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Author Topic: Pointilism  (Read 5841 times)

SonofZ3

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Pointilism
« on: 21 Dec 2007, 11:03 »

I recently started to try out pen and ink pointilism on a few things. At first I just used it for shading, and then did a picture of an Agava plant I had seen at a nearby conservatory (thats when I found out why most pointilism pieces are fairly small, even 8&1/2 by 11 takes quite a while). Anyway, I've just been using the Picma Micron archival ink pens of various sizes and ivory colored 100% cotton paper. Anyone have any suggestions on different pens/inks or papers to try? I appreciate any input.
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Katherine

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Re: Pointilism
« Reply #1 on: 21 Dec 2007, 11:08 »

I have no suggestions for you but I hope you scan and post some of your work.  I used to be big into pointillism in high school, I was always so amazed at what you can create using dots.
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SonofZ3

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Re: Pointilism
« Reply #2 on: 21 Dec 2007, 11:26 »

heres the agave and my reference photo, there is lines as well as dots. I think it turned out acceptable for a first attempt.


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tomselleck69

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Re: Pointilism
« Reply #3 on: 21 Dec 2007, 16:34 »

I would suggest changing up the way you are outlining things. The problem with pens is the lack of control over the line weight, and having a degree of control over that really helps pieces like this (I would recommend using a brush, but that is another skill set with another learning curve). When the color changes from dark to light within a leaf, you want to be able to show that change with just dots, rather than with a line (unless you don't have a choice). Additionally, make a stab at attending to details like the points on the edges of some of the leaves with the initial lines, rather than going back and adding them on to the outside in black (which creates an effect like the leaf is wearing mascara). Drawing the little fuzzy plants in the background, or even just doing the background as a uniform darker color (rather than the lighter color) would also help the plant to stand out.

Also what kind of critic would I be without pointing out bullshit semantical details: this is stippling, pointillism applies to colored things.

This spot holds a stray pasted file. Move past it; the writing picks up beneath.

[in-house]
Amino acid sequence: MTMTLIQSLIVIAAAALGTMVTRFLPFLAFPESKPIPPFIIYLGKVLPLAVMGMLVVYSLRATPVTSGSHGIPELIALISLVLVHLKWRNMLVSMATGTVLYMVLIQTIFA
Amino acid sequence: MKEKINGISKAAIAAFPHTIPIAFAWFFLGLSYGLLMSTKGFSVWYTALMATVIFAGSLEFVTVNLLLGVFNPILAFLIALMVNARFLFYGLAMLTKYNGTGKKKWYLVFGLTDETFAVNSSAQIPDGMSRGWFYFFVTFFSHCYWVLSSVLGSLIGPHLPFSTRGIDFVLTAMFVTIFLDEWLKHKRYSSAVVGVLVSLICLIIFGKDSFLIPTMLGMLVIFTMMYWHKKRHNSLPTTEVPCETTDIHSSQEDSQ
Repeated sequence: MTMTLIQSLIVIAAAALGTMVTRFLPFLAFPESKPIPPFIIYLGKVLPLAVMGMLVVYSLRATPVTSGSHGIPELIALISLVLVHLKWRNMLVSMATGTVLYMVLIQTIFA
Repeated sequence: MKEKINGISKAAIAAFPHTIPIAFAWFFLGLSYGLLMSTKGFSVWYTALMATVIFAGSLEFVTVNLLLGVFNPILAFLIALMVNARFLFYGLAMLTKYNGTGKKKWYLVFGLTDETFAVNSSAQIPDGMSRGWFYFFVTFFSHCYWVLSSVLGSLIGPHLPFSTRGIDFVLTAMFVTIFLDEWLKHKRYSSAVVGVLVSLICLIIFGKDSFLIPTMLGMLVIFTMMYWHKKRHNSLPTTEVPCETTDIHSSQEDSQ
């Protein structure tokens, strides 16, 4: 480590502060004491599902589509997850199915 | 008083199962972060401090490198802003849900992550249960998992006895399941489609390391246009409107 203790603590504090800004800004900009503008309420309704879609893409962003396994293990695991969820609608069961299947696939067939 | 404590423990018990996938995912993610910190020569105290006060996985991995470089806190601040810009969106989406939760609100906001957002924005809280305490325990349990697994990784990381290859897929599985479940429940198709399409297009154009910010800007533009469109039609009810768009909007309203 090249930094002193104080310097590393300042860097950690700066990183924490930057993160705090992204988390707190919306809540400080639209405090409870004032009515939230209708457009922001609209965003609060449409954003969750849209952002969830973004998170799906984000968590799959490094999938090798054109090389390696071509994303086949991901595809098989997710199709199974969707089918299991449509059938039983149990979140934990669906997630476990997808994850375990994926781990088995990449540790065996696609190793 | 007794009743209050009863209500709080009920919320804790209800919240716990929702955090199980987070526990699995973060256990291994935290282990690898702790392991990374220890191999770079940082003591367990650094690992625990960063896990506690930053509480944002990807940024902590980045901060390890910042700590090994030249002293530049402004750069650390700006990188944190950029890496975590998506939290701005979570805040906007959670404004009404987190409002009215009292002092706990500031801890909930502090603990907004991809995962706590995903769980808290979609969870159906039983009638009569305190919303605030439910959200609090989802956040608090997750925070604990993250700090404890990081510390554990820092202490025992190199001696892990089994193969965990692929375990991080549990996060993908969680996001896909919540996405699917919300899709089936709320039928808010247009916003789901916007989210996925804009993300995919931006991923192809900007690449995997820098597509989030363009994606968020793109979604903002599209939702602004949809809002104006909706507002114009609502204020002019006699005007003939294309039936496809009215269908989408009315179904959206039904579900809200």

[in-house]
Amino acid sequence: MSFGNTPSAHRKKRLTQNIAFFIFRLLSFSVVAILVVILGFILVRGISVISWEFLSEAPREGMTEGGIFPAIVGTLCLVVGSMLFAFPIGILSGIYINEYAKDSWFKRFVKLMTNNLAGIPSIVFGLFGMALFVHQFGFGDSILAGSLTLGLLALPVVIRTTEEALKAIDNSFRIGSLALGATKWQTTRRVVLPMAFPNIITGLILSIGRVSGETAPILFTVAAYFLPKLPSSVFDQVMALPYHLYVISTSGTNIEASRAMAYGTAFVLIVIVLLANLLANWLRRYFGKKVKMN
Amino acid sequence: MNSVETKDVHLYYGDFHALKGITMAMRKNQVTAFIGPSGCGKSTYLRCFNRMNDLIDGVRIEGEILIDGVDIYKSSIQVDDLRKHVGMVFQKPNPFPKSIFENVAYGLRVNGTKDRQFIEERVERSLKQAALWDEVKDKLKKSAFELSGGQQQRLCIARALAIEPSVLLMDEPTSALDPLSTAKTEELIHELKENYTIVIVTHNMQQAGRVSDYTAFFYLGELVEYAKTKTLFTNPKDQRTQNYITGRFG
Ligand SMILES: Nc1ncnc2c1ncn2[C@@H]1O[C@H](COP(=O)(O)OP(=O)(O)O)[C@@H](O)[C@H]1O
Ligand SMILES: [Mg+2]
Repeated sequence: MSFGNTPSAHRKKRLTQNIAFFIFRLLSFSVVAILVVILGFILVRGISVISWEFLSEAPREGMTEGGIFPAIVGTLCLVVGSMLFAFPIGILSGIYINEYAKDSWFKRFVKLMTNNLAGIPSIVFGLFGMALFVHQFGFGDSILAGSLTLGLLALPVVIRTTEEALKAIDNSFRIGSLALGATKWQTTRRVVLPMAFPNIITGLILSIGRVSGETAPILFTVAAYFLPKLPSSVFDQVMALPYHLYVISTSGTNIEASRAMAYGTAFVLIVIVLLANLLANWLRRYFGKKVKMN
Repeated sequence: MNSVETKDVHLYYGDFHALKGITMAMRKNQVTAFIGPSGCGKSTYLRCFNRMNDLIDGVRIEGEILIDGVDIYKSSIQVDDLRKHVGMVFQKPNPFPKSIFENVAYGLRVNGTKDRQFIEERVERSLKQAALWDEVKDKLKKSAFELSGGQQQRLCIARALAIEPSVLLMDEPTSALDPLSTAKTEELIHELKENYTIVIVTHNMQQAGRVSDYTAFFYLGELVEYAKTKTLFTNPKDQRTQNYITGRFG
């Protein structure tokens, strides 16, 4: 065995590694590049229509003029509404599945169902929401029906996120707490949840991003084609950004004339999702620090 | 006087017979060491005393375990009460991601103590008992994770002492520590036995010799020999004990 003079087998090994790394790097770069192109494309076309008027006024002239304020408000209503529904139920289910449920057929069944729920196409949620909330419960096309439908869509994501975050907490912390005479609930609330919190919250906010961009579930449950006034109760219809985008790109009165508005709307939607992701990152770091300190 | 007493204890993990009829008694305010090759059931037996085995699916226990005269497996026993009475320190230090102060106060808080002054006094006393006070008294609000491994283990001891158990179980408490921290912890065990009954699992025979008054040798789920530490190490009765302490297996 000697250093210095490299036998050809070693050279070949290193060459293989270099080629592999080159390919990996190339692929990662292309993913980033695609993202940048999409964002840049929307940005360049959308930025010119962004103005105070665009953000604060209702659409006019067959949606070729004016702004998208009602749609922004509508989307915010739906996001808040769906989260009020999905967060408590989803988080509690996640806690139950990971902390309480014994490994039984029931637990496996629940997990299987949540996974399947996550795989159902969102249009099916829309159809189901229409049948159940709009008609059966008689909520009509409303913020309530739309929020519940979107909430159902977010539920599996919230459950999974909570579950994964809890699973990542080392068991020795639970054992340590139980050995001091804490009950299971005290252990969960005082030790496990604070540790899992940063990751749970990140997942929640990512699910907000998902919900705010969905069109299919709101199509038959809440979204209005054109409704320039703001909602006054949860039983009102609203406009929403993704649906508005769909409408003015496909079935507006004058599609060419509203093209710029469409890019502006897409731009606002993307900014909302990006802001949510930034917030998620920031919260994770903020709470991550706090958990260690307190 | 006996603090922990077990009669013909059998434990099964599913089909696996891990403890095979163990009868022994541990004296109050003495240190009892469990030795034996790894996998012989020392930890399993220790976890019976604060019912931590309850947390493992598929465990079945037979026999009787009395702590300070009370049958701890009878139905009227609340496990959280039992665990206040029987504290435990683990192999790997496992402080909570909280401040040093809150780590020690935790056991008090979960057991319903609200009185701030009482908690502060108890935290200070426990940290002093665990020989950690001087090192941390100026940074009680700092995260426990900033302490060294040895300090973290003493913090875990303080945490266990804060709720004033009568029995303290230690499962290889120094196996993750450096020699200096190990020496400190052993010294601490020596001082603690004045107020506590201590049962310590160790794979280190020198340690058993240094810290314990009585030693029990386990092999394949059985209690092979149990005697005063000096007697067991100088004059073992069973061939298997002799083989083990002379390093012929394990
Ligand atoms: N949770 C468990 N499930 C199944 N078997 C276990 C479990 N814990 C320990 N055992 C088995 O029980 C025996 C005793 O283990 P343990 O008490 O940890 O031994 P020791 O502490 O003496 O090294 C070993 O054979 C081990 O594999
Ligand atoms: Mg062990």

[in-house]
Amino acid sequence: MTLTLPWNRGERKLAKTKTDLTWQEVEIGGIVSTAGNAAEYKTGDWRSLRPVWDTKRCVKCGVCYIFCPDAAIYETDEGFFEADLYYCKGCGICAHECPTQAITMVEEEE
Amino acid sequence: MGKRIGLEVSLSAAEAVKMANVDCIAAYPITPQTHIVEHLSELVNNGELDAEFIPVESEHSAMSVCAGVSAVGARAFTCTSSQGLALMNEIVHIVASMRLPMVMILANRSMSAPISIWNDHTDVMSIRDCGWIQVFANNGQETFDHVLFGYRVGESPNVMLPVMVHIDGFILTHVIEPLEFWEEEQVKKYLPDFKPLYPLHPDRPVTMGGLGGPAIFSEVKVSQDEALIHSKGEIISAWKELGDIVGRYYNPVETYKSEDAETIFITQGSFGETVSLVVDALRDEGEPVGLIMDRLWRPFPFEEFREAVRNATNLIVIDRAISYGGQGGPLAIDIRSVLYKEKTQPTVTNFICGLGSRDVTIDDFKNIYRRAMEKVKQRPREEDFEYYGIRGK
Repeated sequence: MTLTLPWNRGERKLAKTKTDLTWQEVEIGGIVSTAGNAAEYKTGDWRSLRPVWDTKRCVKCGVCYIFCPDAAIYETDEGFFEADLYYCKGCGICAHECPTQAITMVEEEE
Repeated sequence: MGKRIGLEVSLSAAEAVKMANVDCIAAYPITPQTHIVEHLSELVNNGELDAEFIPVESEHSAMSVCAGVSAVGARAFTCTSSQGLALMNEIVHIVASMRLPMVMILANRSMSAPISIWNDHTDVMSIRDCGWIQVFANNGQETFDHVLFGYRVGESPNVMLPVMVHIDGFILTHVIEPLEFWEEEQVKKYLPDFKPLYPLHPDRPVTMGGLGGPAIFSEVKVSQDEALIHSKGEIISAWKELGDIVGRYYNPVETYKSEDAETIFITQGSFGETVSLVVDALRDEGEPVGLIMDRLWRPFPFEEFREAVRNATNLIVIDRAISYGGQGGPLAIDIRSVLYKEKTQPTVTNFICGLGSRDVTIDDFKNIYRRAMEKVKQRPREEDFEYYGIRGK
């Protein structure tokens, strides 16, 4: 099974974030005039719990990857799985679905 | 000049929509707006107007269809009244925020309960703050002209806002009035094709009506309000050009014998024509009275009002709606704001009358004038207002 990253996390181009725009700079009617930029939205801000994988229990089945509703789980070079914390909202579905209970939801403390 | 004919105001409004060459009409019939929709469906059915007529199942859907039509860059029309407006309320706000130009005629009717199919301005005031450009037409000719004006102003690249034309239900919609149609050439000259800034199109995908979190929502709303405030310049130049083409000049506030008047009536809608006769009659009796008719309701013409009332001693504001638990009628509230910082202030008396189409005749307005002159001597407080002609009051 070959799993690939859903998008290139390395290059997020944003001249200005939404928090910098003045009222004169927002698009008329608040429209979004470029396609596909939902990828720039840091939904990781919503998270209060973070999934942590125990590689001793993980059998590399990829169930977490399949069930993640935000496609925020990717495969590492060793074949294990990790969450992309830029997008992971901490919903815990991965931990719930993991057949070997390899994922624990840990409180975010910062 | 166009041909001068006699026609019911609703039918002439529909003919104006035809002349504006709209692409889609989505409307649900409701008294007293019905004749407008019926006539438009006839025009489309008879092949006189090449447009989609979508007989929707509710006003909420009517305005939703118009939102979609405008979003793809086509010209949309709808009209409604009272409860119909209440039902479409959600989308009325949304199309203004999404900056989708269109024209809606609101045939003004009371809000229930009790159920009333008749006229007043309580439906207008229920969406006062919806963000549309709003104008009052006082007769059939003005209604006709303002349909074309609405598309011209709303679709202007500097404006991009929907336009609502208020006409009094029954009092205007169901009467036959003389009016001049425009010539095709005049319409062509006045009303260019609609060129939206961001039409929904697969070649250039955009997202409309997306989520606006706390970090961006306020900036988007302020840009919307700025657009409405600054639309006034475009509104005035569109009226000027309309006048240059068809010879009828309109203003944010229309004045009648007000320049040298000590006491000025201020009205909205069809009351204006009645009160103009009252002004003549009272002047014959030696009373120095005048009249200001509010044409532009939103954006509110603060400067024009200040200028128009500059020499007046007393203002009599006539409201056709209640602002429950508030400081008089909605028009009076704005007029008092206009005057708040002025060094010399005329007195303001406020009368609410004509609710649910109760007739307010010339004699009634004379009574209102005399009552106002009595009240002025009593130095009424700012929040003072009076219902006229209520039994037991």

edit: oh snap I just read the original post again and realized you were looking for materials suggestions not art suggestions. I will leave the above stuff up, maybe it will be helpful, take it or leave it. As for pens, I can't stand microns, but I've yet to find a better alternative. Again I would suggest picking up a small brush for the outlines, but that is your call (if you DO want to go the brush route, I would suggest sumi ink over india).

As for paper, you can't go wrong with bristol board.
« Last Edit: 21 Dec 2007, 16:38 by tomselleck69 »
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SonofZ3

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Re: Pointilism
« Reply #4 on: 21 Dec 2007, 19:23 »

I apreciate all the input, thanks!
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est

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Re: Pointilism
« Reply #5 on: 22 Dec 2007, 01:14 »



?
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tomselleck69

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Re: Pointilism
« Reply #6 on: 22 Dec 2007, 06:25 »

ah yes, the most important and simultaneously most ignored rule of pointillism: it must be done en pointe... or else you are a FASCIST.
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vark

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Re: Pointilism
« Reply #7 on: 20 Jan 2008, 14:18 »

 Using a computer would take the tedium out of pointilism.
http://en.wikipedia.org/wiki/Georges_Seurat
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